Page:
Unfortunately I also felt a pall settling over the attitudes towards intermarriage of the leaders of the Jewish community. First I felt the cause of engaging interfaith families Jewishly left out. In eJewishPhilanthropy Jay Ruderman wrote about a major upcoming conference for funders on inclusivity for Jews with disabilities. It made me wonder, will we ever see an announcement like this (paraphrasing Ruderman’s):
The upcoming [Including Interfaith Families] Funding Conference is specifically designed to engage and challenge Jewish funders. We do not want philanthropists to change their funding strategies but we want them to consider being more inclusive with their charitable donations.
Conference attendees will learn:
how to include supports, services and opportunities for [interfaith families]
how to recognize programs that promote inclusion
how to deal with pressure from prominent organizations to fund programs that [exclude].
Next, IFF’s friend and colleague Idit Klein wrote a truly wonderful piece about the remarkable turnabout in acceptance of LGBT Jews. But again I felt left out and wondering whether Idit’s conclusion will ever apply to interfaith families:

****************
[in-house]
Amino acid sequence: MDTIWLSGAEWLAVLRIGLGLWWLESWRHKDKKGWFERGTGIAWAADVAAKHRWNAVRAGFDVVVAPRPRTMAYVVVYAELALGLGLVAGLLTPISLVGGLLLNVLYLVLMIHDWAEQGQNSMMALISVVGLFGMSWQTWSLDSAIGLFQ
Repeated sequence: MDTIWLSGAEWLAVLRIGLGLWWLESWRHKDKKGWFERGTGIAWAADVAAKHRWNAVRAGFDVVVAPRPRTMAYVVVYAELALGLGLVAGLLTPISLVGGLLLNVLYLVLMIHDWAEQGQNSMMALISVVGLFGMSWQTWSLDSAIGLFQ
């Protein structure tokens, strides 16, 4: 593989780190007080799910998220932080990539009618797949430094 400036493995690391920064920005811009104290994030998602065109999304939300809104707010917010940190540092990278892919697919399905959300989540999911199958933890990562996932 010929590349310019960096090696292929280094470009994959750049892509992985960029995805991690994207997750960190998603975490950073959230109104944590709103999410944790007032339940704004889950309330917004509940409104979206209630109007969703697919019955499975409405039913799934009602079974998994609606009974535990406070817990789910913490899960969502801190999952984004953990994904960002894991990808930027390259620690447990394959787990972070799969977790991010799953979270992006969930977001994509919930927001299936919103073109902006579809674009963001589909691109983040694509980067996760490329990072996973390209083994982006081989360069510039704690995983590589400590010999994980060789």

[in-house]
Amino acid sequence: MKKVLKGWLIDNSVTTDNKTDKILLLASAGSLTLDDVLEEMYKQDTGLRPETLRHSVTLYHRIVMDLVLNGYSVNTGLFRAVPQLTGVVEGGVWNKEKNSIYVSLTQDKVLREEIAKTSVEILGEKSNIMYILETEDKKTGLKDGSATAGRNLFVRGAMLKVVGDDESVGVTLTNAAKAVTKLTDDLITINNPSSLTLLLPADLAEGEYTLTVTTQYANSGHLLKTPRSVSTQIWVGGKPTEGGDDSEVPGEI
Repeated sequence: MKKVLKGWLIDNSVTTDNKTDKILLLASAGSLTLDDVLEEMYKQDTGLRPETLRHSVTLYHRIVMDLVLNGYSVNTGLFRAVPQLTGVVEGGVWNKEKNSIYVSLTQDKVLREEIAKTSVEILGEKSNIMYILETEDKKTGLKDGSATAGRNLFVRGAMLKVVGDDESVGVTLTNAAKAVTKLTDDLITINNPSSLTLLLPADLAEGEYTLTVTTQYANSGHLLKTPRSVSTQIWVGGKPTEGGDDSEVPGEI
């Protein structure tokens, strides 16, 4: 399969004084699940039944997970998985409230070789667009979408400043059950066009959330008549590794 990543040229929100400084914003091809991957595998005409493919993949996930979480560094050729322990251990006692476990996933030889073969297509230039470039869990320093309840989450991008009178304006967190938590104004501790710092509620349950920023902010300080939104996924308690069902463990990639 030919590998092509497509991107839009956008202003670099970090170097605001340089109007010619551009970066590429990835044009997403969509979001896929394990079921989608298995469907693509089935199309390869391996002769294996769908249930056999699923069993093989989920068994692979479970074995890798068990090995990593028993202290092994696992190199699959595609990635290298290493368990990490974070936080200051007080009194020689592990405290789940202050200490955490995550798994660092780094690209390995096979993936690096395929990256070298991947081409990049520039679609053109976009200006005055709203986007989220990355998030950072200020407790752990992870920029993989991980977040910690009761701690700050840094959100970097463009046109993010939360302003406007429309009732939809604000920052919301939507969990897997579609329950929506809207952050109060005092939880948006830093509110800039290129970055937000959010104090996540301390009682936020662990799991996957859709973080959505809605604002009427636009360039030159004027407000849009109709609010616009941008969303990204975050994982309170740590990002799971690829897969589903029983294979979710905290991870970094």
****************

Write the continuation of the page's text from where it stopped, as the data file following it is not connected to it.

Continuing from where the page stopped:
[E]xpanding the circle of stakeholders starts when we locate the particularities of our identity within the larger collective. In doing so, the larger collective begins to see each of its members as part of the “we” — embracing diversity as a unifying element of the Jewish future.
Don’t get me wrong — I am totally in favor of inclusivity for Jews with disabilities and LGBT Jews. But the inclusivity agenda should not be co-opted so as to not apply to interfaith families, and without detracting at all from those other worthy causes engaging interfaith families should not be neglected. Just in terms of numbers, the potential impact of engaging interfaith families Jewishly vastly outweighs any other issue. When will the Jewish Funders Network and the Jewish Federations of North America and individuals with the capacity and will of Jay Ruderman seize that opportunity?